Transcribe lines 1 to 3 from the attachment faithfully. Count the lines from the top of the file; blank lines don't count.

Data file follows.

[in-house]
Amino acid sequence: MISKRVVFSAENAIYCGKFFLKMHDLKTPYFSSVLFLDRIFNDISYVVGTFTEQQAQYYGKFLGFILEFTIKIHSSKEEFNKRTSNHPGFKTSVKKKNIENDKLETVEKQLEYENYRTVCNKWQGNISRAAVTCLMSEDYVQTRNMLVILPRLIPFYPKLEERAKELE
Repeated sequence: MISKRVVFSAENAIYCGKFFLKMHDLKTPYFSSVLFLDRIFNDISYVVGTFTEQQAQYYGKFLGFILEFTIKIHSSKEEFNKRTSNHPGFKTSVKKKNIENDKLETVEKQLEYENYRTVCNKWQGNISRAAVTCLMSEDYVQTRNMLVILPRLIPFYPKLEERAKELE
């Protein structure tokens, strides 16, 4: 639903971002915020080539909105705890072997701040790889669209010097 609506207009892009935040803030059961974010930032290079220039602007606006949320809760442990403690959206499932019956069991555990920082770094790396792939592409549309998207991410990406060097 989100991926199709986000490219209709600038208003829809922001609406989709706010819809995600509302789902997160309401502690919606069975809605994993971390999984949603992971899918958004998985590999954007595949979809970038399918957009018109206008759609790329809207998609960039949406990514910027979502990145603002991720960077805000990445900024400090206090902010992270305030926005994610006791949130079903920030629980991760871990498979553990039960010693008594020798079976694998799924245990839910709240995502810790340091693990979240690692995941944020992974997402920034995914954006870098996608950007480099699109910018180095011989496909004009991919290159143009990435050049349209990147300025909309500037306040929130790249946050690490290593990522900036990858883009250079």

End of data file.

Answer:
[in-house]
Amino acid sequence: MISKRVVFSAENAIYCGKFFLKMHDLKTPYFSSVLFLDRIFNDISYVVGTFTEQQAQYYGKFLGFILEFTIKIHSSKEEFNKRTSNHPGFKTSVKKKNIENDKLETVEKQLEYENYRTVCNKWQGNISRAAVTCLMSEDYVQTRNMLVILPRLIPFYPKLEERAKELE
Repeated sequence: MISKRVVFSAENAIYCGKFFLKMHDLKTPYFSSVLFLDRIFNDISYVVGTFTEQQAQYYGKFLGFILEFTIKIHSSKEEFNKRTSNHPGFKTSVKKKNIENDKLETVEKQLEYENYRTVCNKWQGNISRAAVTCLMSEDYVQTRNMLVILPRLIPFYPKLEERAKELE